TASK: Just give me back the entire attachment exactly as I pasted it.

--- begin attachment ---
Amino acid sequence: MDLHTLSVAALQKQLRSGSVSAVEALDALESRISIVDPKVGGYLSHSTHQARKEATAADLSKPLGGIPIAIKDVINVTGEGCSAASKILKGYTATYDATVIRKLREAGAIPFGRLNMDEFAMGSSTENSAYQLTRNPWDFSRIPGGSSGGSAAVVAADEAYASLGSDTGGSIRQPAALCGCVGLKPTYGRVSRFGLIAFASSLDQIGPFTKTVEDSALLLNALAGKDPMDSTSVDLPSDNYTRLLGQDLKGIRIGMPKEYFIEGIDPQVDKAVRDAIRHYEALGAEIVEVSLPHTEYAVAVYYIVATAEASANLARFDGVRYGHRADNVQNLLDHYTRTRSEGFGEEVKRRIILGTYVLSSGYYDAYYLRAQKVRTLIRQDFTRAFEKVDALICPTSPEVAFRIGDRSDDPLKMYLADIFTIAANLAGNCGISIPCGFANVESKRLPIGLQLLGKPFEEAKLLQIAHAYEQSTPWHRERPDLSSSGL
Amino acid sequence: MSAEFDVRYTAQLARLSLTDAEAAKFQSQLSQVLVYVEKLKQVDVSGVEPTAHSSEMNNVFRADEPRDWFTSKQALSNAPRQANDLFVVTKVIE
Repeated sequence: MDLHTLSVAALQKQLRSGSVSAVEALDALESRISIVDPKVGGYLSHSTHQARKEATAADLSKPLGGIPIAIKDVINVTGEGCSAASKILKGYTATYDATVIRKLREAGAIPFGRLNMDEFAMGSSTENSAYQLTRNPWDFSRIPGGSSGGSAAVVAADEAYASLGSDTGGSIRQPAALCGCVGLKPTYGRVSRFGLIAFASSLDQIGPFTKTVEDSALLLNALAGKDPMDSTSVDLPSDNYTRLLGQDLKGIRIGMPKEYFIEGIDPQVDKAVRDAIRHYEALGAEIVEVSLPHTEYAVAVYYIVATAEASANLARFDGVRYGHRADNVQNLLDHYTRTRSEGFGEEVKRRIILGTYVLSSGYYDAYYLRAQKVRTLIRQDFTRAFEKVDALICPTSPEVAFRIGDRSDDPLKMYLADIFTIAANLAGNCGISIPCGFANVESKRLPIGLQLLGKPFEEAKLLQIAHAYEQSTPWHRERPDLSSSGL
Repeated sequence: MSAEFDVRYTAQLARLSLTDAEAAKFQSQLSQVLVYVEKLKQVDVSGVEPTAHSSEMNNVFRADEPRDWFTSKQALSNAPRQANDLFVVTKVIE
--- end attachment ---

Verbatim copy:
Amino acid sequence: MDLHTLSVAALQKQLRSGSVSAVEALDALESRISIVDPKVGGYLSHSTHQARKEATAADLSKPLGGIPIAIKDVINVTGEGCSAASKILKGYTATYDATVIRKLREAGAIPFGRLNMDEFAMGSSTENSAYQLTRNPWDFSRIPGGSSGGSAAVVAADEAYASLGSDTGGSIRQPAALCGCVGLKPTYGRVSRFGLIAFASSLDQIGPFTKTVEDSALLLNALAGKDPMDSTSVDLPSDNYTRLLGQDLKGIRIGMPKEYFIEGIDPQVDKAVRDAIRHYEALGAEIVEVSLPHTEYAVAVYYIVATAEASANLARFDGVRYGHRADNVQNLLDHYTRTRSEGFGEEVKRRIILGTYVLSSGYYDAYYLRAQKVRTLIRQDFTRAFEKVDALICPTSPEVAFRIGDRSDDPLKMYLADIFTIAANLAGNCGISIPCGFANVESKRLPIGLQLLGKPFEEAKLLQIAHAYEQSTPWHRERPDLSSSGL
Amino acid sequence: MSAEFDVRYTAQLARLSLTDAEAAKFQSQLSQVLVYVEKLKQVDVSGVEPTAHSSEMNNVFRADEPRDWFTSKQALSNAPRQANDLFVVTKVIE
Repeated sequence: MDLHTLSVAALQKQLRSGSVSAVEALDALESRISIVDPKVGGYLSHSTHQARKEATAADLSKPLGGIPIAIKDVINVTGEGCSAASKILKGYTATYDATVIRKLREAGAIPFGRLNMDEFAMGSSTENSAYQLTRNPWDFSRIPGGSSGGSAAVVAADEAYASLGSDTGGSIRQPAALCGCVGLKPTYGRVSRFGLIAFASSLDQIGPFTKTVEDSALLLNALAGKDPMDSTSVDLPSDNYTRLLGQDLKGIRIGMPKEYFIEGIDPQVDKAVRDAIRHYEALGAEIVEVSLPHTEYAVAVYYIVATAEASANLARFDGVRYGHRADNVQNLLDHYTRTRSEGFGEEVKRRIILGTYVLSSGYYDAYYLRAQKVRTLIRQDFTRAFEKVDALICPTSPEVAFRIGDRSDDPLKMYLADIFTIAANLAGNCGISIPCGFANVESKRLPIGLQLLGKPFEEAKLLQIAHAYEQSTPWHRERPDLSSSGL
Repeated sequence: MSAEFDVRYTAQLARLSLTDAEAAKFQSQLSQVLVYVEKLKQVDVSGVEPTAHSSEMNNVFRADEPRDWFTSKQALSNAPRQANDLFVVTKVIE